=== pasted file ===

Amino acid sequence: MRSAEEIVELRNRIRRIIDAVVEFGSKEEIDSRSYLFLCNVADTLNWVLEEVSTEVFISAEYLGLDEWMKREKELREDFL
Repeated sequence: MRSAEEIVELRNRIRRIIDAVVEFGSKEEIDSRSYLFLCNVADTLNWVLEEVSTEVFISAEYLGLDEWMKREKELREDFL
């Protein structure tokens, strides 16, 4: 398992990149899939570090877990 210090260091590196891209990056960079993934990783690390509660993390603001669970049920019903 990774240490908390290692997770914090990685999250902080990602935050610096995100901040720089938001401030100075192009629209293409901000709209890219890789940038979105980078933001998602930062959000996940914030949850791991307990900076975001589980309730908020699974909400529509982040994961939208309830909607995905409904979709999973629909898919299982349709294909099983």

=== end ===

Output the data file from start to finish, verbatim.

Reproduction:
Amino acid sequence: MRSAEEIVELRNRIRRIIDAVVEFGSKEEIDSRSYLFLCNVADTLNWVLEEVSTEVFISAEYLGLDEWMKREKELREDFL
Repeated sequence: MRSAEEIVELRNRIRRIIDAVVEFGSKEEIDSRSYLFLCNVADTLNWVLEEVSTEVFISAEYLGLDEWMKREKELREDFL
């Protein structure tokens, strides 16, 4: 398992990149899939570090877990 210090260091590196891209990056960079993934990783690390509660993390603001669970049920019903 990774240490908390290692997770914090990685999250902080990602935050610096995100901040720089938001401030100075192009629209293409901000709209890219890789940038979105980078933001998602930062959000996940914030949850791991307990900076975001589980309730908020699974909400529509982040994961939208309830909607995905409904979709999973629909898919299982349709294909099983």